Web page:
Media fraternity pays tribute to journalists killed during the 1994 Genocide against the Tutsi

Kigali 9 April 2019 – Over 300 journalists and social media influencers in held on Tuesday evening, a Reflection Day on Media and Genocide at the Kigali Conference and Exhibition village (KCEV).

The commemorative event was preceded by a walk to remember from the Kigali Car Free Zone, all in line with the ongoing 25th commemoration of the 1994 Genocide against the Tutsi.

Choosing the Kigali Car Free Zone was not only because of its convenient location in the city centre, but also because of its symbolic value: it is where the Radio Télévision Libre des Mille Collines (RTLM) -also known as Hate Radio- was based.

This commemoration event was therefore an act of defiance where media fraternity as well as social media influencers stood at the exact same spot where 25 years ago messages of hate and destruction were broadcasted from to talk about their role in rebuilding the country and hope for the future.

Through panel discussion, presentations, speeches and spoken word/performances, the evening was an occasion to honor journalists who were killed during the genocide and reflect on the role of the media in today’s society transformation. It was also an opportunity to discuss challenges pertinent to the ever-changing media landscape and the potential impact this can have on our social fabric.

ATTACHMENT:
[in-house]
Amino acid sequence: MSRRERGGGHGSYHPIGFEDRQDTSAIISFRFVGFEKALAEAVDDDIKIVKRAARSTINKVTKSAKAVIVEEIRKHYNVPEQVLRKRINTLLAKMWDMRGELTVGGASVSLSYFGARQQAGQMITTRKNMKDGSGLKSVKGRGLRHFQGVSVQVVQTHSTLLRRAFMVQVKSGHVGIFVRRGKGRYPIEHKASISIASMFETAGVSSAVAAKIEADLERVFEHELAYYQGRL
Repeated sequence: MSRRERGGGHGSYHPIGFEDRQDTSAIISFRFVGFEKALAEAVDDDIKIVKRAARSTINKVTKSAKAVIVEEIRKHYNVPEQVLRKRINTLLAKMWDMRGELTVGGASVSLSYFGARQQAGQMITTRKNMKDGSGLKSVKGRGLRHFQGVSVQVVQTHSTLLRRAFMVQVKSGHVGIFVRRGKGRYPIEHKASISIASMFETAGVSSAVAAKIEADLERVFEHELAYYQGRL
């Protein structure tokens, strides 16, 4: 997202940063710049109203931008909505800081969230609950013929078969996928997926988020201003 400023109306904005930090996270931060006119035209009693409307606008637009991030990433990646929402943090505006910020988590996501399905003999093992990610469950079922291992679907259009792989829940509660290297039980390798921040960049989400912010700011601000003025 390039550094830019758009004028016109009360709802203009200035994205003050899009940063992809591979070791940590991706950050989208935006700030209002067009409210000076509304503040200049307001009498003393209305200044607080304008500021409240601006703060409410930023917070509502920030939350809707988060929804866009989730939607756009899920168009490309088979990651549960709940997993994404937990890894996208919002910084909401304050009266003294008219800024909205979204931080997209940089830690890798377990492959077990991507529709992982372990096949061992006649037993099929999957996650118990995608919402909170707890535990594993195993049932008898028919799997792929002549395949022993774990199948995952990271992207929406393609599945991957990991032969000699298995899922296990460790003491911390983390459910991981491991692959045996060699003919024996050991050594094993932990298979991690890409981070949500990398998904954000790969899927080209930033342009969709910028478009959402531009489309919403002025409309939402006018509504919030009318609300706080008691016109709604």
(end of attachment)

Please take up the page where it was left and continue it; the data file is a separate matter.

In his address, Minister of Local government, Prof Anastase Shyaka noted that the Genocide was possible party due to the kind of “marriage” between creators of policies and creators of opinion and urged the media practitioners to keep professionalism and serve the people’s interest.

“The journalists we are remembering here today paid the price of defiance. They fought for professional journalism that served the people but they were operating under a government that was not interested in serving the people. What we had in 1990-1994 was a typical context of the convergence of action from two actors that facilitated the execution of the Genocide: Creators of opinion on one hand, and creators of policies on another hand. We lost the logic of checks& balance that lead to a marriage between creators of policies & formers of opinion (media). If that marriage was not there, the Genocide couldn’t have happened to the extent it did. It would haven’t been a “Popular Genocide”. Minister Shyaka stated.

Over 60 journalists were killed during the 1994 Genocide against the Tutsi.

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